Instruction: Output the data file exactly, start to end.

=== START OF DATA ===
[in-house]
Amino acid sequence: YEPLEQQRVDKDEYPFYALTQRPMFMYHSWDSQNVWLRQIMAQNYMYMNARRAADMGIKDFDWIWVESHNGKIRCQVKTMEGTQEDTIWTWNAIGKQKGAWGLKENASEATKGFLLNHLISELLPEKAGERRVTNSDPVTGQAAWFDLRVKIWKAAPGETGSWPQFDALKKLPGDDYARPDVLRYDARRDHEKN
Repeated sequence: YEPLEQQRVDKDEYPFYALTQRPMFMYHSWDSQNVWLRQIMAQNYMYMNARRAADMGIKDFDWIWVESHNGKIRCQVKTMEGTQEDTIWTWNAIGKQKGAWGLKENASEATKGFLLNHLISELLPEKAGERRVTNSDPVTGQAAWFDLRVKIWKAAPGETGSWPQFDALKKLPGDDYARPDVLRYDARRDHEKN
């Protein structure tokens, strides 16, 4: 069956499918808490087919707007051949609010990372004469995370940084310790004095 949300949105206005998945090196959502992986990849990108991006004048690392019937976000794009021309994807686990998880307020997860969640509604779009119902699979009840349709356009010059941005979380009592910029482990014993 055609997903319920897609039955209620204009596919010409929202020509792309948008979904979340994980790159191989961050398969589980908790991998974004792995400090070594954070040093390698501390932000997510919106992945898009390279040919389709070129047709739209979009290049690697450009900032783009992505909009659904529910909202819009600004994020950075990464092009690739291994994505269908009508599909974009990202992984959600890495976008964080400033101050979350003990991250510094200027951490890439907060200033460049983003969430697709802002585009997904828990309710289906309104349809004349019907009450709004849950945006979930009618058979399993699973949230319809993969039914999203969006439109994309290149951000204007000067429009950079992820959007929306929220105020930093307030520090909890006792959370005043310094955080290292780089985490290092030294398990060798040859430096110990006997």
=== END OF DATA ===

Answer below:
[in-house]
Amino acid sequence: YEPLEQQRVDKDEYPFYALTQRPMFMYHSWDSQNVWLRQIMAQNYMYMNARRAADMGIKDFDWIWVESHNGKIRCQVKTMEGTQEDTIWTWNAIGKQKGAWGLKENASEATKGFLLNHLISELLPEKAGERRVTNSDPVTGQAAWFDLRVKIWKAAPGETGSWPQFDALKKLPGDDYARPDVLRYDARRDHEKN
Repeated sequence: YEPLEQQRVDKDEYPFYALTQRPMFMYHSWDSQNVWLRQIMAQNYMYMNARRAADMGIKDFDWIWVESHNGKIRCQVKTMEGTQEDTIWTWNAIGKQKGAWGLKENASEATKGFLLNHLISELLPEKAGERRVTNSDPVTGQAAWFDLRVKIWKAAPGETGSWPQFDALKKLPGDDYARPDVLRYDARRDHEKN
């Protein structure tokens, strides 16, 4: 069956499918808490087919707007051949609010990372004469995370940084310790004095 949300949105206005998945090196959502992986990849990108991006004048690392019937976000794009021309994807686990998880307020997860969640509604779009119902699979009840349709356009010059941005979380009592910029482990014993 055609997903319920897609039955209620204009596919010409929202020509792309948008979904979340994980790159191989961050398969589980908790991998974004792995400090070594954070040093390698501390932000997510919106992945898009390279040919389709070129047709739209979009290049690697450009900032783009992505909009659904529910909202819009600004994020950075990464092009690739291994994505269908009508599909974009990202992984959600890495976008964080400033101050979350003990991250510094200027951490890439907060200033460049983003969430697709802002585009997904828990309710289906309104349809004349019907009450709004849950945006979930009618058979399993699973949230319809993969039914999203969006439109994309290149951000204007000067429009950079992820959007929306929220105020930093307030520090909890006792959370005043310094955080290292780089985490290092030294398990060798040859430096110990006997």